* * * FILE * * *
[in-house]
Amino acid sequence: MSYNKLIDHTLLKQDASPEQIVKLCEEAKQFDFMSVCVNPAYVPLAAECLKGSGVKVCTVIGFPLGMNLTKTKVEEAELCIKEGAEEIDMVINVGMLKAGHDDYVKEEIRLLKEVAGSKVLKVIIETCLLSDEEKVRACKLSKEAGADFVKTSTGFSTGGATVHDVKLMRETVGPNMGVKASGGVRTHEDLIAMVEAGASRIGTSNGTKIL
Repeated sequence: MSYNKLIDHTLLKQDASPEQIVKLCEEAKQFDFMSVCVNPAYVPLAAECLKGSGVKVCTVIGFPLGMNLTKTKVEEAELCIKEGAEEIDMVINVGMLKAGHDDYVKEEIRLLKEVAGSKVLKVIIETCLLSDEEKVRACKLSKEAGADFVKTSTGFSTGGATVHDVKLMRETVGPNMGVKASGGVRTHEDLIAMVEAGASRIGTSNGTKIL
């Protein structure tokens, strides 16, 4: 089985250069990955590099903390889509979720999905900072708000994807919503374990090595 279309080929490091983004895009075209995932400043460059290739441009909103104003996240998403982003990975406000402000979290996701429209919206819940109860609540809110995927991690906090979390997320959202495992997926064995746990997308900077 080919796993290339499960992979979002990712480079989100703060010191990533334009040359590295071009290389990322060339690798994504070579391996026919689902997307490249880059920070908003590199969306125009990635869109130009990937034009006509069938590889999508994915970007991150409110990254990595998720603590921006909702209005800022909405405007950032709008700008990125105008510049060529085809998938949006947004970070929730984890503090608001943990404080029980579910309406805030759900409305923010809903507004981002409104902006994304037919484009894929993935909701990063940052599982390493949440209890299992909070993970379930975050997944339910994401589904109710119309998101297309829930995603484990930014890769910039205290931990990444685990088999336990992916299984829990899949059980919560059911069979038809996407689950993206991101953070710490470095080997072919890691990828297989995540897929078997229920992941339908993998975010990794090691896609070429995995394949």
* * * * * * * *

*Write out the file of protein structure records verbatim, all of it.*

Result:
[in-house]
Amino acid sequence: MSYNKLIDHTLLKQDASPEQIVKLCEEAKQFDFMSVCVNPAYVPLAAECLKGSGVKVCTVIGFPLGMNLTKTKVEEAELCIKEGAEEIDMVINVGMLKAGHDDYVKEEIRLLKEVAGSKVLKVIIETCLLSDEEKVRACKLSKEAGADFVKTSTGFSTGGATVHDVKLMRETVGPNMGVKASGGVRTHEDLIAMVEAGASRIGTSNGTKIL
Repeated sequence: MSYNKLIDHTLLKQDASPEQIVKLCEEAKQFDFMSVCVNPAYVPLAAECLKGSGVKVCTVIGFPLGMNLTKTKVEEAELCIKEGAEEIDMVINVGMLKAGHDDYVKEEIRLLKEVAGSKVLKVIIETCLLSDEEKVRACKLSKEAGADFVKTSTGFSTGGATVHDVKLMRETVGPNMGVKASGGVRTHEDLIAMVEAGASRIGTSNGTKIL
């Protein structure tokens, strides 16, 4: 089985250069990955590099903390889509979720999905900072708000994807919503374990090595 279309080929490091983004895009075209995932400043460059290739441009909103104003996240998403982003990975406000402000979290996701429209919206819940109860609540809110995927991690906090979390997320959202495992997926064995746990997308900077 080919796993290339499960992979979002990712480079989100703060010191990533334009040359590295071009290389990322060339690798994504070579391996026919689902997307490249880059920070908003590199969306125009990635869109130009990937034009006509069938590889999508994915970007991150409110990254990595998720603590921006909702209005800022909405405007950032709008700008990125105008510049060529085809998938949006947004970070929730984890503090608001943990404080029980579910309406805030759900409305923010809903507004981002409104902006994304037919484009894929993935909701990063940052599982390493949440209890299992909070993970379930975050997944339910994401589904109710119309998101297309829930995603484990930014890769910039205290931990990444685990088999336990992916299984829990899949059980919560059911069979038809996407689950993206991101953070710490470095080997072919890691990828297989995540897929078997229920992941339908993998975010990794090691896609070429995995394949």